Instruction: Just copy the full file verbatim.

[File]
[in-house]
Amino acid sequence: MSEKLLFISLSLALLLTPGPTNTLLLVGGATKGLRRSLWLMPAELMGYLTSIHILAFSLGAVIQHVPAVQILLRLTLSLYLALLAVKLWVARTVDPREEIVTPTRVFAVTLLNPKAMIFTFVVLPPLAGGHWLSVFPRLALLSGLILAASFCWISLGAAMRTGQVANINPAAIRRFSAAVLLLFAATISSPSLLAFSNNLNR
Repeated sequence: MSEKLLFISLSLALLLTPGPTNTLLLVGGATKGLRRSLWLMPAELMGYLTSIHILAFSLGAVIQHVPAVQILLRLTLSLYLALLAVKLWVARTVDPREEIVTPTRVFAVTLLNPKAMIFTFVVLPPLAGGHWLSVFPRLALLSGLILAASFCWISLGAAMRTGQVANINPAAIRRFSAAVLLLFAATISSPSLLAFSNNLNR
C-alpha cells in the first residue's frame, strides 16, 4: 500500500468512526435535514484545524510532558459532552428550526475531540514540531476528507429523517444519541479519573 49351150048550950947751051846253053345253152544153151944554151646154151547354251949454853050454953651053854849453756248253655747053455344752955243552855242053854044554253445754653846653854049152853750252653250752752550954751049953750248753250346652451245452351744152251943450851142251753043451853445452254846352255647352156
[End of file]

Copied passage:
[in-house]
Amino acid sequence: MSEKLLFISLSLALLLTPGPTNTLLLVGGATKGLRRSLWLMPAELMGYLTSIHILAFSLGAVIQHVPAVQILLRLTLSLYLALLAVKLWVARTVDPREEIVTPTRVFAVTLLNPKAMIFTFVVLPPLAGGHWLSVFPRLALLSGLILAASFCWISLGAAMRTGQVANINPAAIRRFSAAVLLLFAATISSPSLLAFSNNLNR
Repeated sequence: MSEKLLFISLSLALLLTPGPTNTLLLVGGATKGLRRSLWLMPAELMGYLTSIHILAFSLGAVIQHVPAVQILLRLTLSLYLALLAVKLWVARTVDPREEIVTPTRVFAVTLLNPKAMIFTFVVLPPLAGGHWLSVFPRLALLSGLILAASFCWISLGAAMRTGQVANINPAAIRRFSAAVLLLFAATISSPSLLAFSNNLNR
C-alpha cells in the first residue's frame, strides 16, 4: 500500500468512526435535514484545524510532558459532552428550526475531540514540531476528507429523517444519541479519573 49351150048550950947751051846253053345253152544153151944554151646154151547354251949454853050454953651053854849453756248253655747053455344752955243552855242053854044554253445754653846653854049152853750252653250752752550954751049953750248753250346652451245452351744152251943450851142251753043451853445452254846352255647352156